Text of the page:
Monday, April 14, 2014

The Shocking Hard-Boiled World Of Librarians!

by Stephen J. Gertz

They take no guff from deadbeats.

Original cover art by Casey Jones for Crackers in Bed
by Vic Fredericks. Pocket Books 1053 (1955)

Books and snacks in the boudoir are their after-hours business - and business is good.

Original cover art by Peff (Sam Peffer) for ?, London: Pan Books.

They're know-it-alls with only one answer - the one that men want!

Original cover art by Darcy (Ernest Chiriaka) for Dearest Mama
by Walewska. Digit Books 393 (1956).

They read trash for breakfast, season it with tawdry filth, chase it with smutty little stories, and reach their bliss multiple times but it's never enough to satisfy their primitive hunger!

Original cover art by Bill George for Haunted Lady
by Mary Roberts Rinehart. Dell 814 (1955).

Though they get creeped-out by wacko stalkers with twisted desires,

Original cover art by Rafael DeSoto for The Girl From Big Pine
by Talmadge Powell. Monarch 483 (1964).

they're always willing to go out on a limb for a sweet daddy-o with dangerous eyes and a savage smirk!

They're merciless with bimbos who avoid books,

Original cover art by Reginald Heade for Plaything of Passion
by Jeanette Revere. Archer Books 57 (1950).

and possess mad, unholy desire and strange diabolical hate and all-consuming love for abbreviations formed from the initial letters of other words and pronounced as a word.

Original cover art for The Case of the Rolling Bones
by Erle Stanely Gardner. Pocket Books 2464 (1949).

They play craps with their reputation and gamble away their morals for a chance at the big time - but a good time will do!

They're a strange cult into weird hats and bizarre dining rituals,

Original cover art by Verne Tossey for The Case of the Lonely Heiress
by Erle Stanley Gardner. Pocket Book 922 (1952).

with sensitive janes overcome in the public john by loathsome forces beyond their control!

Original cover art by Rafael DeSoto for Mr. Parker Pyne, Detective
by Agatha Christie. Dell 550 (1951).

But when those sensitive janes detect halitosis and rank B.O. wafting their way they smell trouble and it's pine-scent Mace® for the great unwashed with library cards!

They're no patsies, they ain't like Dr. Jennifer Melfi. Talk therapy don't cut it for some and she knows it.

Dr. Melfi: That Departures magazine out there. Did you give any thought at all to someone else who might wanna read before you tore out the entire page?

Tony Soprano: What?

Dr. Melfi: It's not the first time you've defaced my reading materials.

Tony Soprano: You saw that, huh? People tear shit outta your magazines all the time, they're a mess. I try to read 'em.

Dr. Melfi: I don't think I can help you.

Tony Soprano: Well, change 'em. Bring in some new shit.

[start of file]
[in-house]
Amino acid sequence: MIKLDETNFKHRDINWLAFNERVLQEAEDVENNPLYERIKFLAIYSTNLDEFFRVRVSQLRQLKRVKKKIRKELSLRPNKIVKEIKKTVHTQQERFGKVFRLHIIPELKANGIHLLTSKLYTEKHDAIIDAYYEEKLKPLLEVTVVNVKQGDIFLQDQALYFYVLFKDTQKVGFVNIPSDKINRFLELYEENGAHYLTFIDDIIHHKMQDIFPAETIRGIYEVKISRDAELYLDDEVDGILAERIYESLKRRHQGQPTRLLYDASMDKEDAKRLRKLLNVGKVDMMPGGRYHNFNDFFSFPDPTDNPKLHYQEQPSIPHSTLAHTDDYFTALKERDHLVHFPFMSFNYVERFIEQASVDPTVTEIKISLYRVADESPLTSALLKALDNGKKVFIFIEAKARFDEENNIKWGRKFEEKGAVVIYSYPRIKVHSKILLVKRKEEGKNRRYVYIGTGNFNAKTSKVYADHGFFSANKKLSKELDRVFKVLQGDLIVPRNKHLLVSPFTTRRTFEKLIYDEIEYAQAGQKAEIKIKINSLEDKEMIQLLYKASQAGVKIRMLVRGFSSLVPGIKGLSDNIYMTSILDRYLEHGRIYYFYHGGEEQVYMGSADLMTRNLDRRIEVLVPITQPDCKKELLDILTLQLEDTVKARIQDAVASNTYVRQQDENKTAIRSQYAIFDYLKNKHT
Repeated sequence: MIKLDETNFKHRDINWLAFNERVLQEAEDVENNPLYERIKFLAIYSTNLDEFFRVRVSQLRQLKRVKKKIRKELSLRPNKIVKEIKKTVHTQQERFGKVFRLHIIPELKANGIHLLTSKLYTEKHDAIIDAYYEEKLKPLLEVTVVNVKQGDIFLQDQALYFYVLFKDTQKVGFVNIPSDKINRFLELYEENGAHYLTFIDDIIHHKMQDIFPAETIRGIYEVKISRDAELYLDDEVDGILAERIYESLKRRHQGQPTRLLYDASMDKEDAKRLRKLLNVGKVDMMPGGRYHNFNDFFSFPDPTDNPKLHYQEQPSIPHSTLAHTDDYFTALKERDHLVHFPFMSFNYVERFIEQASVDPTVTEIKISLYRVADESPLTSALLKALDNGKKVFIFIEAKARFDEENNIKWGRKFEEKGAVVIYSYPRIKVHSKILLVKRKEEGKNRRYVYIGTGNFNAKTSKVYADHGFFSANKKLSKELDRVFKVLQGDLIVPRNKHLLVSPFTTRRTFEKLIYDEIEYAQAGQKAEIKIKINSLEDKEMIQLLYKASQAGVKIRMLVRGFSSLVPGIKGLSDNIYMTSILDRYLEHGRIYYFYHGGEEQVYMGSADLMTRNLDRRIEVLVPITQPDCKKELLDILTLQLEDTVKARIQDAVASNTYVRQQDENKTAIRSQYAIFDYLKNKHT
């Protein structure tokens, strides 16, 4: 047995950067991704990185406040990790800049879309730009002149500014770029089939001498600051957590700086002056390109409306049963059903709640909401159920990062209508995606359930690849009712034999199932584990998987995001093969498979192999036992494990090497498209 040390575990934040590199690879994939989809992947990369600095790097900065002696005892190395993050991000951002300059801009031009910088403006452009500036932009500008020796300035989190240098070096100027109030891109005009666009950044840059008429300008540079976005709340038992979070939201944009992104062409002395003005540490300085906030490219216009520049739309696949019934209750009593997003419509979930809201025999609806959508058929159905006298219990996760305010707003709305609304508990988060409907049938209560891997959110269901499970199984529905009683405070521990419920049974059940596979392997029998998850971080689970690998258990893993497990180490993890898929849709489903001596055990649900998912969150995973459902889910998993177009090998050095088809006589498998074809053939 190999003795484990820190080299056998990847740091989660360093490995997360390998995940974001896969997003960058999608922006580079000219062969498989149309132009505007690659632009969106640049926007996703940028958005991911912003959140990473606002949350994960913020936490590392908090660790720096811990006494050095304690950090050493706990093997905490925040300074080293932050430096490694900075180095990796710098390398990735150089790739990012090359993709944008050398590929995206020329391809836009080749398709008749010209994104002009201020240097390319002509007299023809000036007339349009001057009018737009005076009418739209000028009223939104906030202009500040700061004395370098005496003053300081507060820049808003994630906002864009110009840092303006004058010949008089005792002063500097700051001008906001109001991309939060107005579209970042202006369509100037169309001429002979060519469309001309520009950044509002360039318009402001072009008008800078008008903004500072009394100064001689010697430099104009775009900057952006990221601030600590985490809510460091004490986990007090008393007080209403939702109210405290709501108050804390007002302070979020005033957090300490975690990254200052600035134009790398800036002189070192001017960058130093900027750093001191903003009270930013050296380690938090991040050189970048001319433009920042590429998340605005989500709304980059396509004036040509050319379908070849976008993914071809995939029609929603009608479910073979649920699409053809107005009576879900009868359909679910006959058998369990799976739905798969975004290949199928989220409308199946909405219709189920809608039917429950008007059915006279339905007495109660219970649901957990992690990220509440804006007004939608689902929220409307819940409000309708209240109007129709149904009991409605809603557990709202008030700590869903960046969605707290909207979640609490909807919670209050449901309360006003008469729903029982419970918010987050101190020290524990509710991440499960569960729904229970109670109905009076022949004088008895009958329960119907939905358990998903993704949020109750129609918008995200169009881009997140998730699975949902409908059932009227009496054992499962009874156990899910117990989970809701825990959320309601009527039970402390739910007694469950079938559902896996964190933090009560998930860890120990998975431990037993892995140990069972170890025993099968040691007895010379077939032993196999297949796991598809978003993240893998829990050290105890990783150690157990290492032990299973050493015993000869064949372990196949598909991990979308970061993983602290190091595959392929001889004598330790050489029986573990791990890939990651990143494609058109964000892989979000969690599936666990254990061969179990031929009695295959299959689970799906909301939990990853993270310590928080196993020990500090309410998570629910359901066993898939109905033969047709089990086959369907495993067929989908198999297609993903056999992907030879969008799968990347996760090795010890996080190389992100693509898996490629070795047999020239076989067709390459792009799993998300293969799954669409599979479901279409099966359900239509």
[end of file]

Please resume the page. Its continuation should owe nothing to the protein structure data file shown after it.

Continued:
Dr. Melfi: I mean therapeutically.

Tony Soprano: Whoa, whoa, whoa, whoa, whoa, OK? Now what the fuck is this? You're, uh, firin' me 'cause I defaced your Departures magazine?

No, when L-Girls are confronted by a chronic defacer of library periodicals they don't mess around. When they say get lost they mean take a long walk off a short pier: they cancel his subscription to life; you won't see him around no more; he sleeps with the fische.

Original cover art by Gerald Gregg for Who's Calling?
by Helen McCloy. Dell 151 (1947).

Silence in the stacks? Tell it to the library card-holding psycho with logorrhia and a Van Gogh fixation!

Who knows what evil lurks in the heart of the library book-drop box? Drop-offs, droppings, or rotting, vermin-infested fast-food left-overs? It's a dirty job but someone's got to do it.

And how 'bout that famous writer of L.A.-noir novels who visited his local branch of the LAPL, hit on a married reference librarian I know, wouldn't take no for an answer, kept sending flowers to her, and didn't stop his unwelcome advances until she flipped him an oath and he skulked off and out of the library?

Original cover art by Rudolph Belarski for Don't Ever Love Me
by Octavus Roy Cohen. Popular Library 332 (1951).

The fact that she fought for her intellectual freedom to be left alone while wielding a heater to punctuate her point may have had something to do with it. He had an acute fear of perforation by a stacked n' sultry long tall sally with a MLS, a gripe, and a gat. Yet where had she been all his life?

All images courtesy of Professional Library Literature with special thanks to the anonymous creator of these brilliant book parodies, who, I suspect, may be in fear of losing their job if outed. Additional thanks to B.T. Carver of LISNews for drawing our attention to this delightful webpage. There are more of the same on the site.

The Sopranos dialogue from Episode #85, The Blue Comet (2007), written by David Chase and Matthew Weiner.

Those with knowledge of the unidentified books (or pulp magazines) are encouraged to leave a comment.


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